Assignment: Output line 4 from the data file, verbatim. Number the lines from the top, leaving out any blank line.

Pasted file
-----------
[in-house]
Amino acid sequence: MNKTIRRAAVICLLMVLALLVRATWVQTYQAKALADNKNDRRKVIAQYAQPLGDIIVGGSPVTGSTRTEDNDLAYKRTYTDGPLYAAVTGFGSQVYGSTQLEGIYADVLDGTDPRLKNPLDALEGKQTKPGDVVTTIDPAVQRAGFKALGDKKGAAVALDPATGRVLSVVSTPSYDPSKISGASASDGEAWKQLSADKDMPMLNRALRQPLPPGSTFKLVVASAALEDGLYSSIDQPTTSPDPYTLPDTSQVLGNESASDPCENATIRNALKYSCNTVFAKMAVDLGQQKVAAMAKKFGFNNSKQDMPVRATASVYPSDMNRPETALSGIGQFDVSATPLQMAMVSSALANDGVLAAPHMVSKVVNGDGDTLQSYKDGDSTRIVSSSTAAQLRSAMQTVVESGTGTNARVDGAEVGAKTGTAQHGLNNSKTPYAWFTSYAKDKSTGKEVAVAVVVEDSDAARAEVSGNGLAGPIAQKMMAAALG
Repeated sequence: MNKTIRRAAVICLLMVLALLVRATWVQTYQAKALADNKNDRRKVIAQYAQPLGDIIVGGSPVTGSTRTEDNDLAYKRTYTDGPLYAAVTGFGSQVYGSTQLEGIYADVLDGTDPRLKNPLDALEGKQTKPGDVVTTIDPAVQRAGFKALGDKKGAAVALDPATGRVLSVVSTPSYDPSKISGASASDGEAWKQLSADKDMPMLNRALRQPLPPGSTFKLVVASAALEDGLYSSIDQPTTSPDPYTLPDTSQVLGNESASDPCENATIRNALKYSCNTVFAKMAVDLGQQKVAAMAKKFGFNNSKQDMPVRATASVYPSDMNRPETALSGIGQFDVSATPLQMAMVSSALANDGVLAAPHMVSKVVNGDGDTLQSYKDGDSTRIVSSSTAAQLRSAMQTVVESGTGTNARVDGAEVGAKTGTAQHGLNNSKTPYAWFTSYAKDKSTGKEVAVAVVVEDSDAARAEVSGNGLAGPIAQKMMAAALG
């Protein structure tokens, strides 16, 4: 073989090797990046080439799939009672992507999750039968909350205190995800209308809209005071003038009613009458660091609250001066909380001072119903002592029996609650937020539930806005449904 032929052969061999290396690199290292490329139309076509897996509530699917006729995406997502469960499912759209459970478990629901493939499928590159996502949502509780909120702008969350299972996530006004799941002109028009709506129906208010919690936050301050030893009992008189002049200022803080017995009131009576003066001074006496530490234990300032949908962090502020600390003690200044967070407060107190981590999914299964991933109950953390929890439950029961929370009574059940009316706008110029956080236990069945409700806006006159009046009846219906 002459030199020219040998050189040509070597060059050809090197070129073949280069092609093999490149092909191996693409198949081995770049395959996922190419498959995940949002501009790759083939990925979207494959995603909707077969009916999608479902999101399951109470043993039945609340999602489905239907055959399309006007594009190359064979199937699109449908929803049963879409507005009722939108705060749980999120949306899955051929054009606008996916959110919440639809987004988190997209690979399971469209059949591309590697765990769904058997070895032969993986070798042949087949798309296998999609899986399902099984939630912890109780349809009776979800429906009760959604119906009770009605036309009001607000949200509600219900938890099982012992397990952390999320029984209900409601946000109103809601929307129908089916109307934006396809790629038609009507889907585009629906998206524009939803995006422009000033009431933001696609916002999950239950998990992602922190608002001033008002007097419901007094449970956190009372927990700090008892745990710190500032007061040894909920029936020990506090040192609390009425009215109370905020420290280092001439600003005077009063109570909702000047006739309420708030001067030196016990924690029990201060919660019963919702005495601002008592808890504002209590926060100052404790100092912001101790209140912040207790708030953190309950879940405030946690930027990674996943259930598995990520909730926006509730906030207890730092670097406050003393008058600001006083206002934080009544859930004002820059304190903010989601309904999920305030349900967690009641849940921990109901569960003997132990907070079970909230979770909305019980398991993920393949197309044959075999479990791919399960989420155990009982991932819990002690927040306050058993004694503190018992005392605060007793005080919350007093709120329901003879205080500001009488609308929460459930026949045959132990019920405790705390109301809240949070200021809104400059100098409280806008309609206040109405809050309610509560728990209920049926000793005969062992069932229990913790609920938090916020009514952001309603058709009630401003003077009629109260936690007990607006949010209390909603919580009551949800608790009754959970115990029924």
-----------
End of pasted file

């Protein structure tokens, strides 16, 4: 073989090797990046080439799939009672992507999750039968909350205190995800209308809209005071003038009613009458660091609250001066909380001072119903002592029996609650937020539930806005449904 032929052969061999290396690199290292490329139309076509897996509530699917006729995406997502469960499912759209459970478990629901493939499928590159996502949502509780909120702008969350299972996530006004799941002109028009709506129906208010919690936050301050030893009992008189002049200022803080017995009131009576003066001074006496530490234990300032949908962090502020600390003690200044967070407060107190981590999914299964991933109950953390929890439950029961929370009574059940009316706008110029956080236990069945409700806006006159009046009846219906 002459030199020219040998050189040509070597060059050809090197070129073949280069092609093999490149092909191996693409198949081995770049395959996922190419498959995940949002501009790759083939990925979207494959995603909707077969009916999608479902999101399951109470043993039945609340999602489905239907055959399309006007594009190359064979199937699109449908929803049963879409507005009722939108705060749980999120949306899955051929054009606008996916959110919440639809987004988190997209690979399971469209059949591309590697765990769904058997070895032969993986070798042949087949798309296998999609899986399902099984939630912890109780349809009776979800429906009760959604119906009770009605036309009001607000949200509600219900938890099982012992397990952390999320029984209900409601946000109103809601929307129908089916109307934006396809790629038609009507889907585009629906998206524009939803995006422009000033009431933001696609916002999950239950998990992602922190608002001033008002007097419901007094449970956190009372927990700090008892745990710190500032007061040894909920029936020990506090040192609390009425009215109370905020420290280092001439600003005077009063109570909702000047006739309420708030001067030196016990924690029990201060919660019963919702005495601002008592808890504002209590926060100052404790100092912001101790209140912040207790708030953190309950879940405030946690930027990674996943259930598995990520909730926006509730906030207890730092670097406050003393008058600001006083206002934080009544859930004002820059304190903010989601309904999920305030349900967690009641849940921990109901569960003997132990907070079970909230979770909305019980398991993920393949197309044959075999479990791919399960989420155990009982991932819990002690927040306050058993004694503190018992005392605060007793005080919350007093709120329901003879205080500001009488609308929460459930026949045959132990019920405790705390109301809240949070200021809104400059100098409280806008309609206040109405809050309610509560728990209920049926000793005969062992069932229990913790609920938090916020009514952001309603058709009630401003003077009629109260936690007990607006949010209390909603919580009551949800608790009754959970115990029924």